• Better query executions with proper indexing and processing features.
  • Real-time analytics and optimized data handling with the use of ad-hoc queries.
  • Improved data availability and flexibility with robust replication features.
  • Data Sharding allows the splitting of large data chunks for a distributed and faster query execution process.
MongoDB Industry and IoT Based Use
MongoDB Industry and IoT Based Use
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More information on MongoDB can be found here.

Introduction to SQL Databases

SQL Logo

SQL Databases are typically Relational Database services that are popularly used for the deployment of Cloud applications. Along with high-performance analytics, they offer various features for accessing, appending, managing, and processing data within the database.

A SQL Database stands out owing to its ease of use, robust classification features, and unhindered reliability as a Database System.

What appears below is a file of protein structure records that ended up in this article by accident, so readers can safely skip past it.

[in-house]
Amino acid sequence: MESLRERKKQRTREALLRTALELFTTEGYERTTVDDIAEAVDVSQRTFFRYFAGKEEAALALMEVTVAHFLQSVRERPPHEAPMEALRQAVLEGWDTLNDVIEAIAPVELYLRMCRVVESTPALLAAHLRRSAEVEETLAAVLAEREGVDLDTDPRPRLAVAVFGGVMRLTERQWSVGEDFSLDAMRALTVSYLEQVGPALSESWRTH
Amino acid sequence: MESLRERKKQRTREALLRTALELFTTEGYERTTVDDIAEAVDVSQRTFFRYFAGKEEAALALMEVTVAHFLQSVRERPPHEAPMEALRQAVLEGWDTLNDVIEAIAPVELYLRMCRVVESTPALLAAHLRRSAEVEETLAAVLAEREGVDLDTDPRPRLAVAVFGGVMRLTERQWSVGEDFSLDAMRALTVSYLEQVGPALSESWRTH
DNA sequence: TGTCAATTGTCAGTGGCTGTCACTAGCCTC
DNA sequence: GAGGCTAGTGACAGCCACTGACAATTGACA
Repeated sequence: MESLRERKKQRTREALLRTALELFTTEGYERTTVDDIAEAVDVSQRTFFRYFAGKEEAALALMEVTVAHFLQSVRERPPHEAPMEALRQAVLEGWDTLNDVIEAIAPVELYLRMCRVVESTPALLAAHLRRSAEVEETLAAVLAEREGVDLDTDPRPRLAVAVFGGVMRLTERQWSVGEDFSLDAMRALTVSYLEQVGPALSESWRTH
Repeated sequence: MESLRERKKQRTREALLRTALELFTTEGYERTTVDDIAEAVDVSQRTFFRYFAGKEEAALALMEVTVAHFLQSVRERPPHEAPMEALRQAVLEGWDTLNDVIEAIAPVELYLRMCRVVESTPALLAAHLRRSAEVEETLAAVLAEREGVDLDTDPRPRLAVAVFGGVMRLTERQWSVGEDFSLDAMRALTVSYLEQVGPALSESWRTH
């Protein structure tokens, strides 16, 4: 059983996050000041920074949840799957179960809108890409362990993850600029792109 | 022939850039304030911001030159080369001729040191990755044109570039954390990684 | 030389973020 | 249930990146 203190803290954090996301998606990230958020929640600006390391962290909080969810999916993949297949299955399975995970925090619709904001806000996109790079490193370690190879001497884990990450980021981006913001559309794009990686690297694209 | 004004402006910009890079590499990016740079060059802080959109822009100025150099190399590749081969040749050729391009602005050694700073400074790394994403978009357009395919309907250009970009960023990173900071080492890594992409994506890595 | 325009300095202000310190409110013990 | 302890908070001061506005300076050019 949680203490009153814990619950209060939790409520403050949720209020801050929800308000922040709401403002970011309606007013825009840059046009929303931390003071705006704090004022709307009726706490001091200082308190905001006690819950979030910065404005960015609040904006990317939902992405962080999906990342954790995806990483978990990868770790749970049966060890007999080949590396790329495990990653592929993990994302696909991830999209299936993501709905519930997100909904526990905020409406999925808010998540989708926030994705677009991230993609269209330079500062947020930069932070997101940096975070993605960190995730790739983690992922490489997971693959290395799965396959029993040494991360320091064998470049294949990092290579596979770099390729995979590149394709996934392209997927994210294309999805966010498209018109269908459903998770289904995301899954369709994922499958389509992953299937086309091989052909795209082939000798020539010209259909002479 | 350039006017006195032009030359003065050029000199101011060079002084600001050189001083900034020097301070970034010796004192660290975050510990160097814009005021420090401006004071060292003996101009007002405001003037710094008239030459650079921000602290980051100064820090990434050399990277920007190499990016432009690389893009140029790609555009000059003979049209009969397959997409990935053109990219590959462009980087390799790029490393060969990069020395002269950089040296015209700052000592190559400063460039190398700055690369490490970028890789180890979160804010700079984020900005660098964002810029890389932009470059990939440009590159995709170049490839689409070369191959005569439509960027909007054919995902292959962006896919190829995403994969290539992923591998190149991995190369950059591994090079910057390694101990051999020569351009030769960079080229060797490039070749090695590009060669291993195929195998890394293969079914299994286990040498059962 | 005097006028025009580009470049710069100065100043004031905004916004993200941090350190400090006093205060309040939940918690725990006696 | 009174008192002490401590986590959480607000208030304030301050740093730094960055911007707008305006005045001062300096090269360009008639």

Some prominent SQL Database features are as follows:

  • On-demand scalability along with comprehensive and reliable transactional support for businesses.
  • Increased workflow control and easy analysis of structured data in a flexible open-source environment.
  • It is free to download and implements a straightforward client-server architecture for operation.
  • It offers a solid data security layer that helps maintain the integrity of data while also protecting sensitive data from infiltration. 
Performance Monitoring SQL
Performance Monitoring as observed in MySQL, a SQL Database
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More information on SQL and Relational Databases can be found here.

SQL vs NoSQL Databases